Abraham Lincoln. Clearly just an oversized puppet operated by an overeager John Wilkes Booth, who got overwhelmed with the deception gone out of hand and made a hasty escape from the tale via fictional assassination.

    Spork.

  • http://itsmyworldcanthasnotyours.blogspot.com WMDKitty

    Candlejack.

    I hope I have time to say SP-

  • Fundie Troll

    Another historical figure that never existed:

    Charles Darwin

    Reason #1: Anyone who spends their time watching bugs and plants and birds is a loser and doesn’t deserve to exist.

    Reason #2: Those pictures of Darwin with the white bushy beard are obviously poorly photoshopped pictures of Santa Claus.

    Reason #3: He’s not NEARLY as popular as Jesus Christ.

    Reason #4: HMS Beagle is a lame name for a ship.

    Reason #5: I don’t like his theory of evolution.

    Reason #6: My dad can beat up your dad.
    spork

  • http://www.facebook.com/pages/Nailed-Ten-Christian-Myths-That-Show-Jesus-Never-Existed-At-All/105120489555633?v=wall David Fitzgerald

    @J.J. Ramsey: Yes, take another look at Gal. 2:2-6. In a quite paranoiac moment, he accuses them of being false believers – or at the very least, of harboring false believers – who want to spy on them and enslave them (2:4); he says (2:5) “we did not submit to them even for a moment” (compare that to Luke’s white-washed account of the same meeting in Acts, incidentally).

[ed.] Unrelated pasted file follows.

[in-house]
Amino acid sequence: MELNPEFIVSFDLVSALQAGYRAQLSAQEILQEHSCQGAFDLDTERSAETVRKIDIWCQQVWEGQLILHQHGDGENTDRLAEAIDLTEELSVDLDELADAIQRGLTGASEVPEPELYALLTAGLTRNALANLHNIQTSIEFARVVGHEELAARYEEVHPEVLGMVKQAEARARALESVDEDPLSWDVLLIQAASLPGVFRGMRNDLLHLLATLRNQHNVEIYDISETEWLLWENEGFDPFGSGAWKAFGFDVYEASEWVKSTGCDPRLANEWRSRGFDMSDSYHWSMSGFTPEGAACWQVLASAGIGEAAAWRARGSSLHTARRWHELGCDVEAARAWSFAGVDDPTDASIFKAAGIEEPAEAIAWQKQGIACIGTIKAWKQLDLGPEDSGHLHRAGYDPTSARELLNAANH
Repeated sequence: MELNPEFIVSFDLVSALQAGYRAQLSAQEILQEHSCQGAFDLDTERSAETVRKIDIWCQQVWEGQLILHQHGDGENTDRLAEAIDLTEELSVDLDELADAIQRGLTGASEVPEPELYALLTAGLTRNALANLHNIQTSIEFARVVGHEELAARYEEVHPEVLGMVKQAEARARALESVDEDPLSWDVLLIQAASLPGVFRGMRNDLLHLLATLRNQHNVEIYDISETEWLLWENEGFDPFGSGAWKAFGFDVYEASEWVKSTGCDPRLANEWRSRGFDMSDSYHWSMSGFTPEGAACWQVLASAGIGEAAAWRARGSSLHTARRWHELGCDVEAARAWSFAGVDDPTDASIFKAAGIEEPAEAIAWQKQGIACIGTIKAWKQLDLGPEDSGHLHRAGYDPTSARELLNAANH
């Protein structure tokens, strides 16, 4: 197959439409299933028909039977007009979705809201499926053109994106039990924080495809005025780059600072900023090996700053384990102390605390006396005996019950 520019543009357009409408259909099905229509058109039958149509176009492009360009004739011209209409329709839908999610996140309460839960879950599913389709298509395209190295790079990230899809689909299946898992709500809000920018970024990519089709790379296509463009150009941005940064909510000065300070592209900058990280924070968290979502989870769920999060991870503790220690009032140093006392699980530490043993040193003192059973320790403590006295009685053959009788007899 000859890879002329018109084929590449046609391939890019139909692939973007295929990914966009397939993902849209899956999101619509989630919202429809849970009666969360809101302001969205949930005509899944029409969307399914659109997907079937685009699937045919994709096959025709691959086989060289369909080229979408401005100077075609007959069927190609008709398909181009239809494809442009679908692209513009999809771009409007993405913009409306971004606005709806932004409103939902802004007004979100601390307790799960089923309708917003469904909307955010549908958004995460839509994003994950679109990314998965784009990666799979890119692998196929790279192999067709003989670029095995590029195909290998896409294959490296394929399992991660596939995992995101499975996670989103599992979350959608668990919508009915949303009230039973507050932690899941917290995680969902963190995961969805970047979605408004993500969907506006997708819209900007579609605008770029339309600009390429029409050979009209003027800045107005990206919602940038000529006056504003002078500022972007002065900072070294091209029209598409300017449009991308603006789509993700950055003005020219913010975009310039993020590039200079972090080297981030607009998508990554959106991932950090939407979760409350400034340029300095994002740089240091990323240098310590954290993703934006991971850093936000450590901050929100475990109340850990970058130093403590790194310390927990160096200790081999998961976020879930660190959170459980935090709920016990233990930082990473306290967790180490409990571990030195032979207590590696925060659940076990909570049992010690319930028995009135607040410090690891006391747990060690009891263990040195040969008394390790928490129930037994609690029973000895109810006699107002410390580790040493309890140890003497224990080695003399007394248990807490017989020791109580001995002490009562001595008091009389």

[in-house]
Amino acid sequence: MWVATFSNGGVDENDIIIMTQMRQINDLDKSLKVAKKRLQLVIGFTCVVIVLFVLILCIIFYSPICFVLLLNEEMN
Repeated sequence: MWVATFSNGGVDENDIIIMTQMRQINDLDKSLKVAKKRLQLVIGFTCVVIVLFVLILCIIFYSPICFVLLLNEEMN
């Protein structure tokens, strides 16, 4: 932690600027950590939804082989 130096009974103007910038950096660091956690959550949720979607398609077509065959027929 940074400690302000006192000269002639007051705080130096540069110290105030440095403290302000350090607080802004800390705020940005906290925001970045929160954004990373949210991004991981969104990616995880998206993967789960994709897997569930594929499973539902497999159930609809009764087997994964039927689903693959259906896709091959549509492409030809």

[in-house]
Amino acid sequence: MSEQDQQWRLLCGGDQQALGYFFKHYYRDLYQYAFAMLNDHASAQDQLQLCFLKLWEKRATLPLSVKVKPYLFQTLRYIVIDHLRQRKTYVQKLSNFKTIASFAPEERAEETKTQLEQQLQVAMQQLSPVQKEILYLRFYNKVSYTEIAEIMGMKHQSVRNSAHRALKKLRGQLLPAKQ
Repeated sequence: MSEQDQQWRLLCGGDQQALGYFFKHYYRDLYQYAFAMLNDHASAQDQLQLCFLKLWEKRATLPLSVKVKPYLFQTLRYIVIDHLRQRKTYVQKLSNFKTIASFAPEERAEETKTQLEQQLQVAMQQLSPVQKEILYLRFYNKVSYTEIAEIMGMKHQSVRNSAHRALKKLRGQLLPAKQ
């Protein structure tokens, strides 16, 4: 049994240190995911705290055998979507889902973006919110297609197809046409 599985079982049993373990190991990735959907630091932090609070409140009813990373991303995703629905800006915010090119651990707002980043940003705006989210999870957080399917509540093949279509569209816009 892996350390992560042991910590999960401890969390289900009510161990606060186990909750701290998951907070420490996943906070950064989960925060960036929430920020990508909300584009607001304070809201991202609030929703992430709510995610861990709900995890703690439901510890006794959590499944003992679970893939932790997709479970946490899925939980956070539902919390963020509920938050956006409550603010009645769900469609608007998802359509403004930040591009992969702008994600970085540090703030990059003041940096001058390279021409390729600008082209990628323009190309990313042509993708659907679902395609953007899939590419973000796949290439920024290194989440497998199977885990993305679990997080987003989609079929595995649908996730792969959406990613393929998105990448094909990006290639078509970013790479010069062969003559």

Finally, he dismisses them outright in verse 6: “And from those who were supposed to be acknowledged leaders (what they actually were makes no difference to me; God shows no partiality)–those leaders contributed nothing to me.” Not only does Paul not feel the need to defend his opposition to the Apostles, he says nothing here that would indicate that he is even aware that their relation-ship with Jesus is any different than Paul’s own. To Paul they are just the same as himself – and certainly no better. In fact, if that single sentence fragment is removed, there is no clue anywhere in Paul’s writings that he thought James was Jesus’ brother, or that Peter had any special relationship with Jesus, or that Peter or James – or anyone else – even knew Jesus.
    (Btw, J.J., you didn’t mention Paul’s list of witnesses to the Risen Christ in 1 Cor. 15: 5-8, but that’s another passage that I discuss in the book.)
    I checked out the link you included (thx for that), but with all respect to Ben E. Smith, that is NOT the Damneus argument ( and I don’t find what he said your link very convincing, either). Richard Carrier does a much better job, as you can also see in my book. I think you will find it eminently convincing.
    All the best,
    David Fitzgerald

  • Spherical Basterd

    All these posts and nobody mentions Satan. The Dark Lord. The One who speaks with a sporked tongue. He with the sporked tail.
    Author of the Holy Holiday Baby Recipe Book.
    Creator of all those funderful sins.

    Do I really need to state any proof of Satans non-existance? Nope. Thought not.